Dr. Benson T. Chertok, 46, a professor of physics at American University who was known for his contributions in experimental and theoretical high energy nuclear physics, died of cancer Thursday at Georgetown University Hospital. He lived in Bethesda.

Dr. Chertok became a member of the physics department at American University in 1966. In the early 1970s, he headed an effort that performed a series of experiments using the high-energy electron beam at the Stanford Linear Accelerator Center.

This work helped establish a new area of research into the quark structure of nuclei. Quarks are subatomic particles believed to be the building blocks of protons and neutrons, the constituents of all nuclei.

Dr. Chertok recently returned from a sabbatical year at the Center for European Nuclear Research, where he was a member of a group studying high energy collisions between protons and anti-protons which have been accelerated to within 99.7 percent of the speed of light.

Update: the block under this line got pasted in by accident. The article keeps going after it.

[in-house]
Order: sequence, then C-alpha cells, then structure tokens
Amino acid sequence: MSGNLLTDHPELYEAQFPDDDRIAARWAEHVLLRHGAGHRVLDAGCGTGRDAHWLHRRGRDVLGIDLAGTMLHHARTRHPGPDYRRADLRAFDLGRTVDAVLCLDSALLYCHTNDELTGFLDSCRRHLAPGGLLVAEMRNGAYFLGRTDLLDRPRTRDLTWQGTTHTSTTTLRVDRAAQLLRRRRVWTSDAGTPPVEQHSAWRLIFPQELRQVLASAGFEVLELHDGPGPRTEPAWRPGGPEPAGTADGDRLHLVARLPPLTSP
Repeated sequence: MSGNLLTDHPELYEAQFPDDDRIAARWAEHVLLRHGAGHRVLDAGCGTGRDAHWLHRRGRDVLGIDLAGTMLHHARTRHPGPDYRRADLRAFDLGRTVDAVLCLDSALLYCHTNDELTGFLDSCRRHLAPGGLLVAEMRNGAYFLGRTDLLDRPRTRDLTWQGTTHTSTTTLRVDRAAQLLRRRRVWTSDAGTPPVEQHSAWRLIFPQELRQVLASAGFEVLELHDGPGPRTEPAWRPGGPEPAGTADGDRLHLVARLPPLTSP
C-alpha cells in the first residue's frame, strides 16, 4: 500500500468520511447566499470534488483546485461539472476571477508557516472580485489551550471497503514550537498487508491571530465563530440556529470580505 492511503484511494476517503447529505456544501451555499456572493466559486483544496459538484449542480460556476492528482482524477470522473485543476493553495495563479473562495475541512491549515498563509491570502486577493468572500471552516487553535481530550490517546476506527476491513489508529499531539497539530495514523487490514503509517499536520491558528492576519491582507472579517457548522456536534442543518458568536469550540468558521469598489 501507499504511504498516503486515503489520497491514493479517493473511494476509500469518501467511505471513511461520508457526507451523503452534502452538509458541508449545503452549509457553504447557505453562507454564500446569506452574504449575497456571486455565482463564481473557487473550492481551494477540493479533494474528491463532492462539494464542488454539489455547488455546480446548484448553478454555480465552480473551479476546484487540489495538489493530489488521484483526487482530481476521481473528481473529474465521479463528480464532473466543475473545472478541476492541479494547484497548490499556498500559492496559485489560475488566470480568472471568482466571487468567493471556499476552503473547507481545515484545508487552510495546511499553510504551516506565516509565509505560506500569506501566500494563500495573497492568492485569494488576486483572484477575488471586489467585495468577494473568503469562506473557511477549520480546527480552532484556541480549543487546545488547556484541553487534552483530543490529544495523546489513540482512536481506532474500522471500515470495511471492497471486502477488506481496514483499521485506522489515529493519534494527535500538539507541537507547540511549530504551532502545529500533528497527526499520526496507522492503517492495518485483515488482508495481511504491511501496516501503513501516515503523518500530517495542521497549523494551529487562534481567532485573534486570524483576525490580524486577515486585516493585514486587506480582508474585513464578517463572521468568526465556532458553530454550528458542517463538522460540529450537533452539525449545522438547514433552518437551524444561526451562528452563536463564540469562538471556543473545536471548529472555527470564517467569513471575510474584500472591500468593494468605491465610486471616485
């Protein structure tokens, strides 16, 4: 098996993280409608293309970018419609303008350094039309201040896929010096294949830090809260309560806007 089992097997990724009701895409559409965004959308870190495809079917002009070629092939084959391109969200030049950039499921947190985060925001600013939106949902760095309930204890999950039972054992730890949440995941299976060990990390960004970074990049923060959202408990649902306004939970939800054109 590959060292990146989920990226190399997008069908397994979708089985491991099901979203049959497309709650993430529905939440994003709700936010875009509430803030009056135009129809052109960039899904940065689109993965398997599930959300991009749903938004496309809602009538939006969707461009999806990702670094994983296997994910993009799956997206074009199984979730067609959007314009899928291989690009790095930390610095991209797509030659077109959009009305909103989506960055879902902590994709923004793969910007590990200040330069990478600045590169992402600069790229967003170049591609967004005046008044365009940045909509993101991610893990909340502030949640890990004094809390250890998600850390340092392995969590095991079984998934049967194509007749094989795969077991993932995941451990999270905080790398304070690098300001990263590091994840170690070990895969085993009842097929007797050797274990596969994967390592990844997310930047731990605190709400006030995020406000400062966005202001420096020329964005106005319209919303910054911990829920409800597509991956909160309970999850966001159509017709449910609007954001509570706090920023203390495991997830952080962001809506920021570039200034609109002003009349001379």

At American University, he developed a course called Arms Control, Politics and Science. It concerns the role of science in society.

Dr. Chertok was born in Laconia, N.H., earned a bachelor's degree and a master's degree in nuclear engineering from Massachusetts Institute of Technology and a doctorate in physics from Boston University. He also attended the University of Gottingen, Germany.

He was a captain in the Army Reserve and a member of the American Physical Society.

Survivors include his wife, the former Barbara Liss, a daughter, Victoria, and a son, Maxwell, all of Bethesda, and a brother, Edwin, of Laconia.

The family suggests that expressions of sympathy be in the form of contributions to the Benson T. Chertok Scholarship Fund, Office of University Development, The American University, Washington, D.C.